Relieving The Pain Of Sarcoidosis
By Steve Dechan
Given that April is Sarcoidosis Awareness Month, I wanted to draw attention to the plight of the over 100,000 people in Britain that suffer from this incredibly painful condition.
Sarcoidosis is a condition where growths of swollen tissue gather in bodily organs, including the lungs, eyes, and lymph nodes, although it can affect almost any organ in the body. It usually leads to sore bumps on the skin, that can be highly irritating to those affected.
However, in many of the more serious cases, it can also cause severe bone, muscle, or joint pain. This usually happens when causes inflammation within the bone or joint itself. This frequently results in swelling of body parts, stiffness and general loss of mobility.
For many, sarcoidosis is a temporary condition that only lasts a few years at most. However, for others, symptoms only worsen over time and the sarcoidosis becomes chronic. This in turn leads to many sarcoidosis patients enduring chronic pain.
Unfortunately, there’s not yet any cure for sarcoidosis. Although dust, bacteria and genetics are suspected to contribute to it, the exact cause of sarcoidosis remains unknown. As a result, most of those affected by sarcoidosis can only attempt to manage their condition and reduce its impact on their daily lives.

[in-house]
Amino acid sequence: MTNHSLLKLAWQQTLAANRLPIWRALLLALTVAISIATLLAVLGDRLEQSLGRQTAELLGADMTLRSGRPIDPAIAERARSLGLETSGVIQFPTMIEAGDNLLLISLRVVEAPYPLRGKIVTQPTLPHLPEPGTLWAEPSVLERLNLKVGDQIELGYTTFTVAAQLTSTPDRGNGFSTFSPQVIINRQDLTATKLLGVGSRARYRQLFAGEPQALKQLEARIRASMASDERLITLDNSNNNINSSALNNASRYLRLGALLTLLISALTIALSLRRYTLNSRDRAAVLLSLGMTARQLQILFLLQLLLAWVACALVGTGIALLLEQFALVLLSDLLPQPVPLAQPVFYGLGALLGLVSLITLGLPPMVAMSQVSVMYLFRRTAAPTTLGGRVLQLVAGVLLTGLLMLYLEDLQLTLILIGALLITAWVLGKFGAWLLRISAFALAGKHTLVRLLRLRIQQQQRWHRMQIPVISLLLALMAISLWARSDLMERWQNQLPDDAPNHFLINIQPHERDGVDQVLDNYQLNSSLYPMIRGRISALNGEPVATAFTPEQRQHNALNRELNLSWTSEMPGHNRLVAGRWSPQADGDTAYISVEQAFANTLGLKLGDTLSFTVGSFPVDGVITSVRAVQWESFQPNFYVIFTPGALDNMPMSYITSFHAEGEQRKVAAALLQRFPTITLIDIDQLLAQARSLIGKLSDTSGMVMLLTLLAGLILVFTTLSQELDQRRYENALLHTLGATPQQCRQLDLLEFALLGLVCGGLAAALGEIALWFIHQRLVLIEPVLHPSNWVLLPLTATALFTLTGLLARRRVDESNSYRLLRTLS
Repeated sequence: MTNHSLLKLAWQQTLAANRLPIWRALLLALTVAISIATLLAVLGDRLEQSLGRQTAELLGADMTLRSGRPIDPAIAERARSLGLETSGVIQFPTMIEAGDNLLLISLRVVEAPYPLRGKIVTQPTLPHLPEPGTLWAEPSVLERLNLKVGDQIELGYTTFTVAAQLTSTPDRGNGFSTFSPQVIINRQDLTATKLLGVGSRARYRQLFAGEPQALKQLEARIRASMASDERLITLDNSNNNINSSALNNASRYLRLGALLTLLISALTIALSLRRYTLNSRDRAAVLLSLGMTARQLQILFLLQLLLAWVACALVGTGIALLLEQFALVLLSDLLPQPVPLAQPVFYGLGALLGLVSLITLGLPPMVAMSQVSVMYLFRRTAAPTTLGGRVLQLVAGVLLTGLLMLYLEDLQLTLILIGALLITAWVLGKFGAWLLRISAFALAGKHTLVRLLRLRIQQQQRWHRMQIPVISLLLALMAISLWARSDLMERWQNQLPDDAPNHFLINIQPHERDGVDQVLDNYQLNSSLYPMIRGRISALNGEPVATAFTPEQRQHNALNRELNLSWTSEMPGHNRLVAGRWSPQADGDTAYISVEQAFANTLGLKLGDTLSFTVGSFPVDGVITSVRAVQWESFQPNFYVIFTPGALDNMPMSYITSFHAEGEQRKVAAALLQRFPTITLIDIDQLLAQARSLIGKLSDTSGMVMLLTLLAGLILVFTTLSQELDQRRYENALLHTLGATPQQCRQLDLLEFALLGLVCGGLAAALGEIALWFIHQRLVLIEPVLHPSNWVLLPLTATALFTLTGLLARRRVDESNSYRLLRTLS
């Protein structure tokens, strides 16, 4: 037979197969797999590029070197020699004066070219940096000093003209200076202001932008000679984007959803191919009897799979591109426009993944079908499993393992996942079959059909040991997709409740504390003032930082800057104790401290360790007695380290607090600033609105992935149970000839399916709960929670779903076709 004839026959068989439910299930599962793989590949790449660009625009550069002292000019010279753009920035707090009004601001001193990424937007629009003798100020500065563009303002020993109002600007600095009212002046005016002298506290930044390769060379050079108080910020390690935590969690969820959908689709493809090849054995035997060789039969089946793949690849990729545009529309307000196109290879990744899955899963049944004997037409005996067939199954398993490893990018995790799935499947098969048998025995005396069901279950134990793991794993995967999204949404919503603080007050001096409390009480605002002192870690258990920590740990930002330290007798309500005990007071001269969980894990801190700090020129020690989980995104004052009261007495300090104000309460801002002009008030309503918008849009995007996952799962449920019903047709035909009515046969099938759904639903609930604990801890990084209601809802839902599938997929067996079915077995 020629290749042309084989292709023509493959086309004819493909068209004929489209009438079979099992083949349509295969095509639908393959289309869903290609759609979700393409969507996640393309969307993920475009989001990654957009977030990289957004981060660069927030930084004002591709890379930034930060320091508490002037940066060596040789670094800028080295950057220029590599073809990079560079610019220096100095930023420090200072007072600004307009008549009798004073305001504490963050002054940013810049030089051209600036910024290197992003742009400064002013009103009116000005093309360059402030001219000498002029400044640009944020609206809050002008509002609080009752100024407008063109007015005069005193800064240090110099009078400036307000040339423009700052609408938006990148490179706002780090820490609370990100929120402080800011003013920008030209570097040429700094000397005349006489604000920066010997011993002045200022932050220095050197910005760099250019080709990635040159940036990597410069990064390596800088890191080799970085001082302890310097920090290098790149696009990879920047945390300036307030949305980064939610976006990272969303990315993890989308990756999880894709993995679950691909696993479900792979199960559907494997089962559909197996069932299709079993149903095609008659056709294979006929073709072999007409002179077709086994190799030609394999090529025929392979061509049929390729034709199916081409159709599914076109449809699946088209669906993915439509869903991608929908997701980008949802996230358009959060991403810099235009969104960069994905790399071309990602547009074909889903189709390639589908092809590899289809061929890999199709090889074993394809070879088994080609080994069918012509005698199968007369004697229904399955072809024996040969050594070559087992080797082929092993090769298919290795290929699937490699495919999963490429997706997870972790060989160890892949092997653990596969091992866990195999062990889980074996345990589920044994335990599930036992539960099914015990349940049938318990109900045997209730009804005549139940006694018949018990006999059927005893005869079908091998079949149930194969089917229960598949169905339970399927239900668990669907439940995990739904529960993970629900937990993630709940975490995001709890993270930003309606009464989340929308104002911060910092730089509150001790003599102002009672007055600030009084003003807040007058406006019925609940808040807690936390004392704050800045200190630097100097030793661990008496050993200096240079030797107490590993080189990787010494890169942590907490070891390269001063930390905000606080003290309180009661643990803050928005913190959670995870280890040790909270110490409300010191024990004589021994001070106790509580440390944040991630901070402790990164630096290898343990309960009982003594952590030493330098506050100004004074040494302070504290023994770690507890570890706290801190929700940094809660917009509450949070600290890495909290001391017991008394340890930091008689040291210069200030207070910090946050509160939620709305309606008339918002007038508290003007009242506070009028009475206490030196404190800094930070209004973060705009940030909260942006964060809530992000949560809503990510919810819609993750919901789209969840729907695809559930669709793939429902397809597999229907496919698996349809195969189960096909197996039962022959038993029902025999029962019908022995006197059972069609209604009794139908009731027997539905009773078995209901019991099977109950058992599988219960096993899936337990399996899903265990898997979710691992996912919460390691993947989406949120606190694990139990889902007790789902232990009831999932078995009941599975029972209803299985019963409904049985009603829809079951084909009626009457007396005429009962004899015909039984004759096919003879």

One of the common forms of treatment used by sarcoidosis sufferers is the anti-inflammatory steroid prednisolone. However, this can actually compound the pain that sarcoidosis patients undergo, given that steroids often result in softening of the bones, also known as osteoporosis, which is in itself a highly painful condition. For that reason, pain management naturally complements existing treatment methods, and painkillers are often taken. That said, even the common painkillers can have harmful side effects if used too frequently, and many people develop a level of resistance to them over time.
Unlike many other diseases, sarcoidosis overwhelmingly impacts young people, with around 70% of patients being between 20 and 40 years old. This means that many of those affected are people in the prime of their lives, and their condition therefore often has an even greater effect on their personal careers and lifestyles.
It is important for us as a society to ensure that young people in our country can lead fulfilling and pain-free lives, no matter the cost. As the easing of the national lockdown continues in Britain, greater access to technology would have massive benefits for sarcoidosis patients, allowing them to pursue their life ambitions without the constraints of chronic pain.